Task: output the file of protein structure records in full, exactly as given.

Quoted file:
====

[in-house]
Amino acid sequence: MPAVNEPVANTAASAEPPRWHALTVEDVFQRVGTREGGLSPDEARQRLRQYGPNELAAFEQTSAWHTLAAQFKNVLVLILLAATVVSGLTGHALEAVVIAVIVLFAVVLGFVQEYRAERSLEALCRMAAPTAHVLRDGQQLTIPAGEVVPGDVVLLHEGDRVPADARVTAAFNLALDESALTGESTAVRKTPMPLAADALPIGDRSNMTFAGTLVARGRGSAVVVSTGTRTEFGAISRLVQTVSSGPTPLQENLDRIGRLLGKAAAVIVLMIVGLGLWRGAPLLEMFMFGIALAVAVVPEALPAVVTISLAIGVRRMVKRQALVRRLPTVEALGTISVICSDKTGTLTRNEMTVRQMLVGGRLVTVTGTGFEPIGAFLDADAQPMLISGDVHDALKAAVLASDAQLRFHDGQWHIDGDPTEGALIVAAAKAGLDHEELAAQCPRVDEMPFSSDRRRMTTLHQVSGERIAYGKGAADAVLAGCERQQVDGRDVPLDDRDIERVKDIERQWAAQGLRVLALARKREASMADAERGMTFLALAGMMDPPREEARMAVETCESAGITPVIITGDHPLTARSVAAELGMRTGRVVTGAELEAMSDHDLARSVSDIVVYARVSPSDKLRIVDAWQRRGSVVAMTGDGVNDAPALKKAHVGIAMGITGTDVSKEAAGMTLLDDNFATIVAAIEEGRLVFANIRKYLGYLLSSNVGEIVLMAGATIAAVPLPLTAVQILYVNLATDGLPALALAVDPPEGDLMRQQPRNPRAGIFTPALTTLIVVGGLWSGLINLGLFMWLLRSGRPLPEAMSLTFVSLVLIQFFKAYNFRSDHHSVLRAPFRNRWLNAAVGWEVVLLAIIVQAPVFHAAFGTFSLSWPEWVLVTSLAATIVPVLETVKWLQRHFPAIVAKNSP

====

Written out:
[in-house]
Amino acid sequence: MPAVNEPVANTAASAEPPRWHALTVEDVFQRVGTREGGLSPDEARQRLRQYGPNELAAFEQTSAWHTLAAQFKNVLVLILLAATVVSGLTGHALEAVVIAVIVLFAVVLGFVQEYRAERSLEALCRMAAPTAHVLRDGQQLTIPAGEVVPGDVVLLHEGDRVPADARVTAAFNLALDESALTGESTAVRKTPMPLAADALPIGDRSNMTFAGTLVARGRGSAVVVSTGTRTEFGAISRLVQTVSSGPTPLQENLDRIGRLLGKAAAVIVLMIVGLGLWRGAPLLEMFMFGIALAVAVVPEALPAVVTISLAIGVRRMVKRQALVRRLPTVEALGTISVICSDKTGTLTRNEMTVRQMLVGGRLVTVTGTGFEPIGAFLDADAQPMLISGDVHDALKAAVLASDAQLRFHDGQWHIDGDPTEGALIVAAAKAGLDHEELAAQCPRVDEMPFSSDRRRMTTLHQVSGERIAYGKGAADAVLAGCERQQVDGRDVPLDDRDIERVKDIERQWAAQGLRVLALARKREASMADAERGMTFLALAGMMDPPREEARMAVETCESAGITPVIITGDHPLTARSVAAELGMRTGRVVTGAELEAMSDHDLARSVSDIVVYARVSPSDKLRIVDAWQRRGSVVAMTGDGVNDAPALKKAHVGIAMGITGTDVSKEAAGMTLLDDNFATIVAAIEEGRLVFANIRKYLGYLLSSNVGEIVLMAGATIAAVPLPLTAVQILYVNLATDGLPALALAVDPPEGDLMRQQPRNPRAGIFTPALTTLIVVGGLWSGLINLGLFMWLLRSGRPLPEAMSLTFVSLVLIQFFKAYNFRSDHHSVLRAPFRNRWLNAAVGWEVVLLAIIVQAPVFHAAFGTFSLSWPEWVLVTSLAATIVPVLETVKWLQRHFPAIVAKNSP